Local films lost in translation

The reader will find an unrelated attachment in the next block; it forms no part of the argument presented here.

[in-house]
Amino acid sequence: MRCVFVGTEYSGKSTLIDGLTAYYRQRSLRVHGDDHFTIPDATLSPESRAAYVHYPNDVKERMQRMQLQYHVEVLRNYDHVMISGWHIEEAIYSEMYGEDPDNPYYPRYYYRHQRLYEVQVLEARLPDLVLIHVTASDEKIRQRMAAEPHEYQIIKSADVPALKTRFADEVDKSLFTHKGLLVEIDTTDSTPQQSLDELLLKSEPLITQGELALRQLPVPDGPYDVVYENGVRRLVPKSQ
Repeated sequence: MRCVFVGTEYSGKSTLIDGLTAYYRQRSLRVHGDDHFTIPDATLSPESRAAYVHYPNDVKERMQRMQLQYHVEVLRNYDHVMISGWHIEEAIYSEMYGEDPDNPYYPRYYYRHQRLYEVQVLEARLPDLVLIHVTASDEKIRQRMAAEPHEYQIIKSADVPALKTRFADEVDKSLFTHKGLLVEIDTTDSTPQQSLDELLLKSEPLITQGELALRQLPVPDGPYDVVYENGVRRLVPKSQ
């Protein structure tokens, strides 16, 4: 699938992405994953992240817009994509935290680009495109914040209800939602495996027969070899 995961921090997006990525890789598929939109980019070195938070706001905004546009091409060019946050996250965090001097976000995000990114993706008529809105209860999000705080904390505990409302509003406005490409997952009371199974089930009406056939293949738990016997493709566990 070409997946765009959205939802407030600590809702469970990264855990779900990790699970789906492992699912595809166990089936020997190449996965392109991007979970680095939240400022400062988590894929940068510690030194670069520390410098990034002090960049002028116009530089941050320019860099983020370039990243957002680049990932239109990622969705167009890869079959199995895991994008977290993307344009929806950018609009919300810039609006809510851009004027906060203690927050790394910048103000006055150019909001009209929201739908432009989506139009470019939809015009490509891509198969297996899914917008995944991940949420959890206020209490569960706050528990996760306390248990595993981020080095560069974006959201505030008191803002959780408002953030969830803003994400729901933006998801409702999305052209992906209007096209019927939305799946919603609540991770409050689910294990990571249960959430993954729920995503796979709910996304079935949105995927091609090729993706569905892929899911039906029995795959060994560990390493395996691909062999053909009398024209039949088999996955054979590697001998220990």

VietNamNet Bridge – As a film fan I have always loved going to the cinema to enjoy the big-screen experience. During a year I spent living in Hue, where there is no movie theatre, this was one of the few things I sorely missed. One by one the new film releases I wanted to see came and went, and I missed the cinematic experience that TV or DVD just can't quite match. I have since made up for lost time after recently moving to Ha Noi, where I am spoilt for choice with the number of cinemas on offer. Last weekend I went to see Skyfall, the latest in the James Bond franchise. A new Bond film was always something of an event when growing up in England, and I was delighted to get the chance to see it here. While me and my friends were waiting for the screening, I started looking at the posters and video screens trailing new releases. A film called Scandal caught my eye. From the accompanying trailer it looked like well-made Vietnamese take on the thriller genre. I asked my friend about it and he said he had seen and enjoyed it, but I would not be able to go as no subtitles were provided. It dawned on me that I had seen very few Vietnamese films during my time in the country. Living in Hue this was not so surprising, but some quick research revealed that across the country there are very few new domestic releases every year, and most do not come with English subtitles. Cinemas predominantly show American films with Vietnamese subtitles. I can't help but think this is a shame, as cinema is perhaps the most accessible medium for non-fluent Vietnamese speakers to learn something about the country and its people. One of the things I have tried to do in the two years I have spent in Viet Nam is to embrace the culture as much as possible. I have listened to Vietnamese music (Trinh Cong Son being a particular favourite), read Vietnamese folk tales (translated into English, luckily), watched traditional Vietnamese dance and been to Vietnamese art exhibitions. I decided it was about time to put right my lack of local film knowledge, and so I asked some Vietnamese friends for their recommendations. Of their choices, I did manage to track down a number that were released a while ago and have since been provided with English subtitles. I began my film marathon not knowing quite what to expect. What I found left me extremely impressed. In all the films I saw the production values are high, the writing is good and the acting is strong and believable (something I think is somewhat lacking in the Vietnamese TV dramas I have seen). Over the course of the week I have enjoyed Tran Anh Hung's impressive Viet Nam-set trilogy, The Scent of Green Papaya (an exotic and beautifully shot story of childhood), Cyclo (a gritty but artistic depiction of Viet Nam's underworld) and The Vertical Ray of the Sun (a subtle family saga). I followed this with Luu Huynh's The Girl in the White Silk Dress – one of the most expensive Vietnamese films ever made – which is a haunting and symbolic take on the role of women during French colonial rule, and Tony Bui's Three Seasons (co-starring Harvey Keitel), a thought-provoking look of Viet Nam as it modernises. Finally I watched Charlie Nguyen's The Rebel – a film that action fans will undoubtedly enjoy – a martial arts epic (and rather revisionist take on the end of French colonialism) where the fight scenes easily rival any Hollywood release. These films were all directed by oversea Vietnamese who received filmmaking training in America and Europe, and have been heavily influenced by the filmmaking styles of these regions. While I really enjoyed these films and appreciated their unique and interesting insights, I would like to be able to see more films made by Viet Nam-based filmmakers. They have stories to tell as well, and need to find a voice. Obviously, the movie industry is a largely money-oriented business all across the world. It is clear that the international market for Vietnamese produced films is very small. There is probably little financial incentive for time and money to be spent inserting English subtitles and spending advertising money to attract a more international audience for these releases. However, as a way of making Vietnamese culture that little bit more accessible, I think it would be a worthwhile endeavour, and would attract a small but dedicated audience. Foreign language films are growing in popularity, and while many lazy viewers still get put off by subtitles and would rather wait for an English language remake (where what made the original so special is almost always lost in translation), there are still plenty left who embrace the chance to enjoy them. I am sure that these films can tell a lot about Viet Nam's past, present and future. Cinema has the power to transcend cultural barriers and share stories, and it is a shame that currently it is difficult for interested foreigners to enjoy these films due to a simple lack of subtitles. So, while I will always be excited by a new Bond film and will continue to enjoy new Hollywood blockbusters while I am here, it would be nice every so often to go to the cinema for something with a little more local flavour.